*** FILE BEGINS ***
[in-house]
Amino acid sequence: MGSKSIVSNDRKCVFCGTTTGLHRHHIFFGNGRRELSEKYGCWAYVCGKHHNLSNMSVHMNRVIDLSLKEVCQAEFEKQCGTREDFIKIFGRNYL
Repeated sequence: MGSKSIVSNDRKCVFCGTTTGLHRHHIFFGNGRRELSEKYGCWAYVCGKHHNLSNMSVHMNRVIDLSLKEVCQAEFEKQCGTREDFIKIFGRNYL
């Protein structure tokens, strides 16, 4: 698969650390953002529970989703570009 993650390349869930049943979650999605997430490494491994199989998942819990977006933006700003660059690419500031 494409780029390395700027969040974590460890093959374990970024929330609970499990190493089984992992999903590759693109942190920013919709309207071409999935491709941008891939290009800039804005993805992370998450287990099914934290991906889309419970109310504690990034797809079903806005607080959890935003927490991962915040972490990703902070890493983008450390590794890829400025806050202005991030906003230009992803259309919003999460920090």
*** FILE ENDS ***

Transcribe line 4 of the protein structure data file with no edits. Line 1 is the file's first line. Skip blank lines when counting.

């Protein structure tokens, strides 16, 4: 698969650390953002529970989703570009 993650390349869930049943979650999605997430490494491994199989998942819990977006933006700003660059690419500031 494409780029390395700027969040974590460890093959374990970024929330609970499990190493089984992992999903590759693109942190920013919709309207071409999935491709941008891939290009800039804005993805992370998450287990099914934290991906889309419970109310504690990034797809079903806005607080959890935003927490991962915040972490990703902070890493983008450390590794890829400025806050202005991030906003230009992803259309919003999460920090």